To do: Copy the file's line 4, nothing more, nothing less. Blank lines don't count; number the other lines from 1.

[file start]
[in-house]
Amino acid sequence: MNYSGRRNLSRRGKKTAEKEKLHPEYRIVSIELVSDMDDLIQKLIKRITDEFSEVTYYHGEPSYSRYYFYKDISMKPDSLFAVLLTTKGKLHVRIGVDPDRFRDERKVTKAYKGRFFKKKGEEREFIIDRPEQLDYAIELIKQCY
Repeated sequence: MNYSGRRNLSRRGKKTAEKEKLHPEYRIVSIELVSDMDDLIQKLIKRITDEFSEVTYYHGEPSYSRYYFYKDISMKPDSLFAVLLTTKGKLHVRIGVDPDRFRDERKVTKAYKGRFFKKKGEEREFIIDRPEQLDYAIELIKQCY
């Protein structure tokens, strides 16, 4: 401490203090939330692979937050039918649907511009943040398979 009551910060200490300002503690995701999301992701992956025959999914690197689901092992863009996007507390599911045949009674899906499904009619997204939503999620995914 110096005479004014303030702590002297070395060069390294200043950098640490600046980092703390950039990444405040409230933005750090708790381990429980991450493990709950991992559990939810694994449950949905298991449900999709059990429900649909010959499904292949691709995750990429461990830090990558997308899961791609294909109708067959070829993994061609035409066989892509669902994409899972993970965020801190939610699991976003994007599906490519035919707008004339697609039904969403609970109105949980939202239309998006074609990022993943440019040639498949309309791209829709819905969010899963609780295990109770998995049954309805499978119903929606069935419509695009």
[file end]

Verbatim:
């Protein structure tokens, strides 16, 4: 401490203090939330692979937050039918649907511009943040398979 009551910060200490300002503690995701999301992701992956025959999914690197689901092992863009996007507390599911045949009674899906499904009619997204939503999620995914 110096005479004014303030702590002297070395060069390294200043950098640490600046980092703390950039990444405040409230933005750090708790381990429980991450493990709950991992559990939810694994449950949905298991449900999709059990429900649909010959499904292949691709995750990429461990830090990558997308899961791609294909109708067959070829993994061609035409066989892509669902994409899972993970965020801190939610699991976003994007599906490519035919707008004339697609039904969403609970109105949980939202239309998006074609990022993943440019040639498949309309791209829709819905969010899963609780295990109770998995049954309805499978119903929606069935419509695009």